Thursday, June 26, 2008

APME honors AP coverage of Myanmar cyclone

NEW YORK (AP) — AP's coverage of the devastating Myanmar cyclone amid extraordinarily hazardous and harsh conditions has received top honors for deadline reporting from the Associated Press Managing Editors Association.

"No other story in this category was as difficult or as dangerous to report," APME officers and board members said after judging more than a dozen major breaking news stories of the past 11 months. "The military government was slow to say anything about the cyclone and certainly didn't want outside reporters to reveal the scope of the disaster."

The team coverage was led by Aye Aye Win, the AP's correspondent in Yangon, who had to use a weak landline and an emergency generator to get out her reports on Cyclone Nargis.

"Neither the danger nor the difficulty stopped Win or her colleagues from telling the world what happened," the judges said. "By phone and in person, they turned up dozens of sources who added piece after piece to build the terrible picture, a scene one U.S. meteorologist said was similar in scale to Hurricane Katrina. They even found people brave enough to criticize the government's failure to warn people about Nargis or to help afterward."

When Win collapsed from fatigue at one point, her mother listened to the radio and passed along updates.

The association of editors at AP's 1,500 member newspapers in the U.S. and newspapers served by the Canadian Press in Canada annually recognizes outstanding work by the company's journalists. The judges reviewed nominated work published between July 1, 2007, and June 30, and the winners were announced during the summer meeting of the association's governing board of directors that ended this week.

The awards will be presented during the APME annual conference with the Associated Press Photo Managers Sept. 8-11 in Las Vegas.

Veteran correspondent Todd Pitman received the feature writing award for his narrative cataloging the rigors and horrors of war and the death of his friend, a Russian photojournalist killed in Iraq when the group they were on patrol with came under attack.

Best use of video went to a nine-part documentary shot, produced and edited by Raul Gallego Abellan looking at life in the Army and the challenges soldiers face guarding a mountainous area on the front line of the war. "Displaced Iraqis," a project by the AP multimedia team in Washington, reporters and editors in Baghdad and New York, and AP's research team, was honored for best use of multimedia.

Beijing-based photographer Oded Balilty received the news photography award for his dramatic and gripping photographs of the aftermath of the China earthquake. Alexandre Meneghini, a photographer in Mexico City, won the feature award for his compelling package of images on bullfighting.

Receiving the enterprise reporting award was a comprehensive, 50-state project that found America's schools often are the hunting grounds of sexual predators who happen to work in those buildings. National writers Martha Irvine and Robert Tanner led the team, with significant contributions from reporters across the country and AP's News Research Center.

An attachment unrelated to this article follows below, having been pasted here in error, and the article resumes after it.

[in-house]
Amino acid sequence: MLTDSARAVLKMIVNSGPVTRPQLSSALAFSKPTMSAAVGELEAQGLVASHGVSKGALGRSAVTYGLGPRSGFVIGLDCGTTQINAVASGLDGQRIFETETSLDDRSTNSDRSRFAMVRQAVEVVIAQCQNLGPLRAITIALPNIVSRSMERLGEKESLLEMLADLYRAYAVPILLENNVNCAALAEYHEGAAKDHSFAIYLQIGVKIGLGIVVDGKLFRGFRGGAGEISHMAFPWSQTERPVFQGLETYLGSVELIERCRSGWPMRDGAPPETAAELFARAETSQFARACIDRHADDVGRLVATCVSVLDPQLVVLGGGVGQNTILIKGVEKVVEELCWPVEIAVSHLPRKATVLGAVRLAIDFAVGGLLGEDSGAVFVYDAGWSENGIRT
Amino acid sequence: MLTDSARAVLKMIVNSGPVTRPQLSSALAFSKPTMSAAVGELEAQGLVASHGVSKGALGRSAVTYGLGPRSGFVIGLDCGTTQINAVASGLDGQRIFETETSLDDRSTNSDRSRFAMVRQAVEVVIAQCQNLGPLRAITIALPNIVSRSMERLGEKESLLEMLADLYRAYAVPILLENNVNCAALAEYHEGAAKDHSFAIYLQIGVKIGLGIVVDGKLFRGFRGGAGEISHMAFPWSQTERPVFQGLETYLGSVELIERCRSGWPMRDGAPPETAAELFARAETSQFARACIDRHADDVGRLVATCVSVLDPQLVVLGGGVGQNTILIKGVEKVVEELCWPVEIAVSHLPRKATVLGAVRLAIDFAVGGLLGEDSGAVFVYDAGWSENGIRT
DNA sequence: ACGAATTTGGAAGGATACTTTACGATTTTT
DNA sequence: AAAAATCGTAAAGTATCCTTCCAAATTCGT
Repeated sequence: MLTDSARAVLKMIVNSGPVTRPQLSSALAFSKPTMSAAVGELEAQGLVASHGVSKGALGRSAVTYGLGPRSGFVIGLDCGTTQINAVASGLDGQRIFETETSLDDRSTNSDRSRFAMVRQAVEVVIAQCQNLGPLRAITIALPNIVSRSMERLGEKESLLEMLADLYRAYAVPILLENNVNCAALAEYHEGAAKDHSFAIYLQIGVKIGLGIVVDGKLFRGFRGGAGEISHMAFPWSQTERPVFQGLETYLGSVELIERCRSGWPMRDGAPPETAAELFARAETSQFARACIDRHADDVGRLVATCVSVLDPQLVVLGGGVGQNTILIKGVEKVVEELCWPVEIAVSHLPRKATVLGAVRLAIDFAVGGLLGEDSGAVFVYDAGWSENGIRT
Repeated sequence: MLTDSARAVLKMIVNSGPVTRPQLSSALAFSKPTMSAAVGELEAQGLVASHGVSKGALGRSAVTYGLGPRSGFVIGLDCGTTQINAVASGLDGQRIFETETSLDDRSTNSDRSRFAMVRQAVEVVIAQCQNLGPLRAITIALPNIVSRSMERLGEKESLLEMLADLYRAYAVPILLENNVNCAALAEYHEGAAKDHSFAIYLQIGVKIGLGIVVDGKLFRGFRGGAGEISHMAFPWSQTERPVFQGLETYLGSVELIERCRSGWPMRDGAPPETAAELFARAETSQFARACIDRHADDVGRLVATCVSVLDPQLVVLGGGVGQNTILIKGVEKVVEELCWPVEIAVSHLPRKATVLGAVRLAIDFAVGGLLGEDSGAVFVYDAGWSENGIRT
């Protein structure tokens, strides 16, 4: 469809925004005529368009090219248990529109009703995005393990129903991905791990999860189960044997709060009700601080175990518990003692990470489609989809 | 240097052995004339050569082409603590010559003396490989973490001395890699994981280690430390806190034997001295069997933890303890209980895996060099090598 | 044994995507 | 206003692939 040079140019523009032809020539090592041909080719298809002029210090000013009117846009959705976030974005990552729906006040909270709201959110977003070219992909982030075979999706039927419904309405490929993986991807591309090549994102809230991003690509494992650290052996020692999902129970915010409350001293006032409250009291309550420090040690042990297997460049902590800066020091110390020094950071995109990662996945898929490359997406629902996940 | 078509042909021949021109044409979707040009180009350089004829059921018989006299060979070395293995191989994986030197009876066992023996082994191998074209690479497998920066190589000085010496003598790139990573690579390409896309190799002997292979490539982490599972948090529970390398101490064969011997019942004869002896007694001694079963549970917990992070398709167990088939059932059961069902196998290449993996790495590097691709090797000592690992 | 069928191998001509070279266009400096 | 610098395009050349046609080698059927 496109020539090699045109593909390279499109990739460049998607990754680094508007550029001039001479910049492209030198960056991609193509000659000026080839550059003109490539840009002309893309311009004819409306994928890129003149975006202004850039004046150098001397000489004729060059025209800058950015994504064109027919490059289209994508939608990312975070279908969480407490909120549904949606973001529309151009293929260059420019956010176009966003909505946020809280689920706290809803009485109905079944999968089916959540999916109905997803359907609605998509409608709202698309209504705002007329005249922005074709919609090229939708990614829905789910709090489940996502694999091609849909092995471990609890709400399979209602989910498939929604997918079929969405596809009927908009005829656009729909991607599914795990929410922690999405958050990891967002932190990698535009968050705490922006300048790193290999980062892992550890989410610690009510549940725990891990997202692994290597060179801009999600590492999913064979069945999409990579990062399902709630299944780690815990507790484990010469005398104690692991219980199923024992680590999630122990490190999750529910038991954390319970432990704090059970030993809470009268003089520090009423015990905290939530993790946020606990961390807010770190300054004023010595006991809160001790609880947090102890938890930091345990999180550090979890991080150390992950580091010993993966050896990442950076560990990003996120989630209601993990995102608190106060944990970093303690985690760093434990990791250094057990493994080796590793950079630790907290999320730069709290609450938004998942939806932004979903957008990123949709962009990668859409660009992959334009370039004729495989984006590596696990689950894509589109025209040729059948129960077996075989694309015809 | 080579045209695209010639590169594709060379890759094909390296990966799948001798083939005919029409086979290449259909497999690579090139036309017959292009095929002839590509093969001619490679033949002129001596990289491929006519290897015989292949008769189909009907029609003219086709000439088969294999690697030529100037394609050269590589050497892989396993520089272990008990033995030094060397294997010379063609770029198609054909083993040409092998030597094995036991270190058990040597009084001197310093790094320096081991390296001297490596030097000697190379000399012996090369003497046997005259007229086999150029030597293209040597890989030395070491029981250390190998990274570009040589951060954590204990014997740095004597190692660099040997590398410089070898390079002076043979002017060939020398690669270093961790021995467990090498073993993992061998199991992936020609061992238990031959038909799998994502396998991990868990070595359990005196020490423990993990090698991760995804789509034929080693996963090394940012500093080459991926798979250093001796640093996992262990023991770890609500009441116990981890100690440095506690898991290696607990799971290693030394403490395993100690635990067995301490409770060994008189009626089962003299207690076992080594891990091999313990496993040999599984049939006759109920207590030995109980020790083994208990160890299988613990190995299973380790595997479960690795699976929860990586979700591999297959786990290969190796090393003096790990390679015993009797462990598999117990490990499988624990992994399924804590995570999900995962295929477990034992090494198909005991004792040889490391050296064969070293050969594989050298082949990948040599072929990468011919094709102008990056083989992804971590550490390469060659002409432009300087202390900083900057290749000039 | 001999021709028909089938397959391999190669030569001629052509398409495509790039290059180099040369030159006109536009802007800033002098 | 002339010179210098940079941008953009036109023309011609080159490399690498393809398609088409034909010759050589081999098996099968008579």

A body of work earned New York-based Lauren McCullough, domestic coordinator for multimedia and graphics, the John L. Dougherty Award, given to an AP employee with less than three years of experience with AP and less than five years overall.

Ryan Keith, a newsman in Springfield, Ill., received the Charles Rowe Award for distinguished state bureau reporting for his investigation of troubled bridges in Illinois in the wake of the Minneapolis bridge collapse, along with a second package of stories on the state's troubled pension program.

The judges also awarded the following honorable mentions:

_Deadline Reporting: AP team reporting on the death of Benazir Bhutto.

_Feature Writing: national writer Sharon Cohen, for her story looking at life and death at the burn unit at Brooke Army Medical center in San Antonio; and Dakar's Rukmini Callimachi, for her story illustrating the horrid treatment of boys who are forced to beg in the name of Islam.

_Enterprise Writing: national writers Jeff Donn and Martha Mendoza, and Justin Pritchard of the Los Angeles bureau, for their three-part series uncovering the potential threat from medical wastes to our nation's drinking supply; and national writer Todd Lewan's reporting on human chip implants.

_John L. Dougherty: Bolivia correspondent Dan Keane for a variety of work, including an examination of President Evo Morales' campaign to remake the country.

_News Photos: Dhaka's Pavel Rahman for coverage of the Bangladesh cyclone; and Islamabad's B.K. Bangash for coverage of the assassination of Benazir Bhutto.

_Feature Photos: Alvaro Barrientos in Pamplona, Spain, for a photo of revelers enjoying water thrown from a balcony in a fiesta; and Rodrigo Abd, Guatemala City, for images giving an inside look at Venezuela gangs.

_Best Use of Video: photographers Evan Vucci and Rick Bowmer, for a two-part video essay on the life and death of an American soldier killed in combat in Iraq.

_Best Use of Multimedia: Alex Brandon, Cain Burdeau, Nicolas Rapp and Jonathan Warren for a package showing how unmitigated drilling has played a big part in bringing Louisiana's wetlands to the brink of collapse, making New Orleans and other cities more vulnerable to hurricanes.

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